The Digital Intermediate process, known as DI, has been around in cinema for over a decade now. Basically, it is the transfer of filmed material to the digital realm, allowing for total control of the image in post production, especially with regards the colour palette. Traditionally it is an expensive process (10 years ago, around $200,000 for a feature film) and involved scanning the film in its entirety. But as film itself has become all but obsolete, this part of the process is unnecessary and digital grading has become more widespread. Continue reading Digital Grading: cinema and the blue rinse brigade→
Martin Scorsese has famously described cinema as simply being “a matter of what’s in the frame and what’s out,” but when The Last Temptation of Christ was released in 1988, very few were willing to consider the film on those terms. This adaptation of Nikos Kazantzakis’ novel remains one of the most controversial films ever released by a Hollywood studio. It sparked protests, threats and even physical attacks, with a cinema in France being firebombed by a group of Christian fundamentalists for daring to screen the film. The charge was blasphemy, with the biggest bone of contention being a much talked-about sex scene between Jesus and Mary Magdalene. The fact that few of those criticising The Last Temptation of Christ had seen it, or had any intention of doing so, was apparently beside the point. Continue reading The Passionate Christ→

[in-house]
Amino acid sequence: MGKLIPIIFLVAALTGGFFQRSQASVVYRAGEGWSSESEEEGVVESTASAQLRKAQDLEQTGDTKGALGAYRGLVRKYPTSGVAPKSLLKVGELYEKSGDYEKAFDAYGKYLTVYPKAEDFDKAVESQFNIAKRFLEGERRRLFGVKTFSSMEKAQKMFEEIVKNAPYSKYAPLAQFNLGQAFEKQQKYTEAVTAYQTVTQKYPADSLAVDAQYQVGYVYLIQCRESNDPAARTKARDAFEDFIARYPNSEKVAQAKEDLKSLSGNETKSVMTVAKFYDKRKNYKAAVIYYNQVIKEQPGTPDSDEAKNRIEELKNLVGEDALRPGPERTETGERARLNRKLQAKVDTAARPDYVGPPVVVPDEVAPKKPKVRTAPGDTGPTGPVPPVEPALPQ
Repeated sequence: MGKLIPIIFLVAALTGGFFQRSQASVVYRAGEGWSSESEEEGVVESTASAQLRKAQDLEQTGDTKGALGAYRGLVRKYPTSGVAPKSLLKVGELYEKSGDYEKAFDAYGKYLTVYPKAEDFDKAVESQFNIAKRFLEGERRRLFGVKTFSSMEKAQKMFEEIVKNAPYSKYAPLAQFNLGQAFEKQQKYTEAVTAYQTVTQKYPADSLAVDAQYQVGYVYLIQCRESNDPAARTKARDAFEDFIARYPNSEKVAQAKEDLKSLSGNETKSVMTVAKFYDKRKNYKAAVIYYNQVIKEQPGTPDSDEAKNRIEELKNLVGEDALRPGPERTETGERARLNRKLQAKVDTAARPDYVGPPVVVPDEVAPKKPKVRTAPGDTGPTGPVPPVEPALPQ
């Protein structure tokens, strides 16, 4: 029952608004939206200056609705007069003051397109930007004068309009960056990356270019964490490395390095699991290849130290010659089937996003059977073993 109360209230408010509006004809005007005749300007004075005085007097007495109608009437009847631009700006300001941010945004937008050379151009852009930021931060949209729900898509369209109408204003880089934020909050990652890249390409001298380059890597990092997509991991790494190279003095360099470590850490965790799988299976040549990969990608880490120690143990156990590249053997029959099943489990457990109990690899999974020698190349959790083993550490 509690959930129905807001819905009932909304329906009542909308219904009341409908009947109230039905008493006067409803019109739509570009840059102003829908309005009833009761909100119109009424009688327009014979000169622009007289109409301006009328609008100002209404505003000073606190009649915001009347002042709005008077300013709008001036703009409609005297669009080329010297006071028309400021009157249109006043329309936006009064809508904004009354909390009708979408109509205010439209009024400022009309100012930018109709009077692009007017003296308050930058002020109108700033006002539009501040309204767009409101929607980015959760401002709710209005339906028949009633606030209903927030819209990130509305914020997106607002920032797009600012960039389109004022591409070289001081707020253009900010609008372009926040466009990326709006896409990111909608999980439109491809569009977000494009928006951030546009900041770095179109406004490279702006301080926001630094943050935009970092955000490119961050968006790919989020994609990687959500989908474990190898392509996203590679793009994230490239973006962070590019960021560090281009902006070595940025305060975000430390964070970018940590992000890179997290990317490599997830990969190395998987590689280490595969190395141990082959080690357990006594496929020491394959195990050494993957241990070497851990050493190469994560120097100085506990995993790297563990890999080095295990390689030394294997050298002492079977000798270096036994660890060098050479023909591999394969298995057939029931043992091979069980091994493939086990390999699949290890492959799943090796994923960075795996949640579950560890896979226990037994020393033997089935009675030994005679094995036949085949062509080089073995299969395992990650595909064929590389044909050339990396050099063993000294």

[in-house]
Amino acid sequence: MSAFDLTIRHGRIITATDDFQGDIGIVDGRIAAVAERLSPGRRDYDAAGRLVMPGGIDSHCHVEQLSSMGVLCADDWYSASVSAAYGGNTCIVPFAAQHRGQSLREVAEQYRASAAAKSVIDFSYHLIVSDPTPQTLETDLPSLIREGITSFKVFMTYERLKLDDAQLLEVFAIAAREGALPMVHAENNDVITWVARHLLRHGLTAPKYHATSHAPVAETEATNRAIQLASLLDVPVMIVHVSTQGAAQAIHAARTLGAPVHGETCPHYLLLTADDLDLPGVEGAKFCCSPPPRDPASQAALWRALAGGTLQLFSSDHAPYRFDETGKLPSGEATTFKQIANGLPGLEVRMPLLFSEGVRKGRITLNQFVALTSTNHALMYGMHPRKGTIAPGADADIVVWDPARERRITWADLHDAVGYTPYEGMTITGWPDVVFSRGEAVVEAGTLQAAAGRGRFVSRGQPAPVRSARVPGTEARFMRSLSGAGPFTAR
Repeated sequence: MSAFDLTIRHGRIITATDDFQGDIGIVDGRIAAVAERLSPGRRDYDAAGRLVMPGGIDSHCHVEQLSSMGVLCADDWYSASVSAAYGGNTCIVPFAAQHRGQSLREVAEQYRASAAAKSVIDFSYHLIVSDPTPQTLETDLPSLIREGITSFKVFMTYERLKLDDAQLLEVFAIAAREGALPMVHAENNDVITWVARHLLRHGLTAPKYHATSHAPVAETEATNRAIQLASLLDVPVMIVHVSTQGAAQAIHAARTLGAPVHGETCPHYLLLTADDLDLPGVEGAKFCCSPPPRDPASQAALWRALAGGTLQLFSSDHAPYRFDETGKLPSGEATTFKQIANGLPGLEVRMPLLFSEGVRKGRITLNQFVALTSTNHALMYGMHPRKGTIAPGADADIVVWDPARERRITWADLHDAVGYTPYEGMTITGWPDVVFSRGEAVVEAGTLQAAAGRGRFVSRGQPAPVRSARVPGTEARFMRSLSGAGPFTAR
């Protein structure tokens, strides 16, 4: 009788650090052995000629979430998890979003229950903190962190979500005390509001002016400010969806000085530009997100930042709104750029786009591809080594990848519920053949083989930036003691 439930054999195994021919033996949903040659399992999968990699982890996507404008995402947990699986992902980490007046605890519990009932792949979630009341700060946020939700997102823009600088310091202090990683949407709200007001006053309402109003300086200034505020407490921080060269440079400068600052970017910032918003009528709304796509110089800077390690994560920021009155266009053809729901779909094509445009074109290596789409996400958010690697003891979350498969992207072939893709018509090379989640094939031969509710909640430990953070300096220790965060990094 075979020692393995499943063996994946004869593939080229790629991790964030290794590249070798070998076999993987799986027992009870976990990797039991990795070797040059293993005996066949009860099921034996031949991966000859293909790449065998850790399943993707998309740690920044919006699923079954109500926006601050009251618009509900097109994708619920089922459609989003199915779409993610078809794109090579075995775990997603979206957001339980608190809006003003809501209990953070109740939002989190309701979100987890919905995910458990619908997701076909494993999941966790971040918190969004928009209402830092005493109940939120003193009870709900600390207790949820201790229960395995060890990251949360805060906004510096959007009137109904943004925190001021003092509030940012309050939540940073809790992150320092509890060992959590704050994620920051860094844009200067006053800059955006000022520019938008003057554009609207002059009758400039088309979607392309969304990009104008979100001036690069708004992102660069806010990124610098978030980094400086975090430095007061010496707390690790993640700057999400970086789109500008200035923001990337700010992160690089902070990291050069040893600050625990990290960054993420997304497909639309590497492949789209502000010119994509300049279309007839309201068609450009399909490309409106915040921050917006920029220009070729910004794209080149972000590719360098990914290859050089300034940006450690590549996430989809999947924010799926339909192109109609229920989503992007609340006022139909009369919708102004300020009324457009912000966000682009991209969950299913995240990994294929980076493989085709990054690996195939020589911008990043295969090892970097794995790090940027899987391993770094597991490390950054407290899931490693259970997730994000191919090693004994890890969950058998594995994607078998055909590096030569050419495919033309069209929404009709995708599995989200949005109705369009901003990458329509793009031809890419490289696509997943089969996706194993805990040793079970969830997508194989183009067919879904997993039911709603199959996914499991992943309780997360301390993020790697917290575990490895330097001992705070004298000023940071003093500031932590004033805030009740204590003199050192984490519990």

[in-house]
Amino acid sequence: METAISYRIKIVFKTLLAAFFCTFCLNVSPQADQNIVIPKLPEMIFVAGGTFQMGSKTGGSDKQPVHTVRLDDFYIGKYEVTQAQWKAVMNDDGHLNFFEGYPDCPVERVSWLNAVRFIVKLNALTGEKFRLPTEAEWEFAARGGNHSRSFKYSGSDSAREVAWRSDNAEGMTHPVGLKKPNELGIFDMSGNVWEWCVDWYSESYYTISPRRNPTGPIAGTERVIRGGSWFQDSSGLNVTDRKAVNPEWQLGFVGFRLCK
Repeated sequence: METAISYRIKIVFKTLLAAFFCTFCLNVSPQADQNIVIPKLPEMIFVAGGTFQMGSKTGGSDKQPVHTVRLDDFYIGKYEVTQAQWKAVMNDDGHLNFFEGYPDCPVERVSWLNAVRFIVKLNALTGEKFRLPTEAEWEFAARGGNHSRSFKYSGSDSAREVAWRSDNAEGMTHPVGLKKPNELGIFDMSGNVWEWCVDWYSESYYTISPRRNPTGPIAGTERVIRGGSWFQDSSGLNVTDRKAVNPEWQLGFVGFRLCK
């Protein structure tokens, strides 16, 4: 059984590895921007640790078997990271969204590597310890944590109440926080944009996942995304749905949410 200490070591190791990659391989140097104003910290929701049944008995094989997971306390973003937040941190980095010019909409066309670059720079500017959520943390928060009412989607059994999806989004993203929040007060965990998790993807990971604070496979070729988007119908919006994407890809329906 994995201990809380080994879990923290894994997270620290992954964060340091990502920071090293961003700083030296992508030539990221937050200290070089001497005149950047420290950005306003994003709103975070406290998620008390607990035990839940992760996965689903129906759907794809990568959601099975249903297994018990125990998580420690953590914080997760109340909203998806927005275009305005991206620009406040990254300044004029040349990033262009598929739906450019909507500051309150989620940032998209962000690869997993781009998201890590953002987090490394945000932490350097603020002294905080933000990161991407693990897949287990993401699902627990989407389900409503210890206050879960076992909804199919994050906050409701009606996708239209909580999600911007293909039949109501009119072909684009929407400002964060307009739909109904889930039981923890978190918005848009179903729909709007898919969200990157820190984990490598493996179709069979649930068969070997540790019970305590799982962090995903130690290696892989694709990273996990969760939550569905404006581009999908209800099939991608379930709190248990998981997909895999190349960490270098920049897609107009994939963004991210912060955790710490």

I know what you’re thinking. You’ve clicked on a link, and now there’s a sinking feeling in the pit of your stomach. “Oh no,” you sigh, “not another bloody article about those retro-juggernauts, The Artist (2011) and Hugo (2011) and what it all means for Hollywood. That’s so last month!”
Well, perhaps. But as a teacher of film history, I hope that I can offer a slightly different perspective on the films as far as their historical accuracy and their contemporary significance are concerned.
Let’s start with The Artist which, having fictional characters at its heart, brings fewer concerns with it. George Valentin, Peppy Miller and Kinograph Studios never existed, but the film takes place at one of the most interesting and extensively documented periods in cinema history. The conversion process from silent to sound cinema made – and, yes, broke – a number of careers, so it encompasses many elements which Hollywood itself loves so much, particularly meteoric rises and dramatic falls from grace.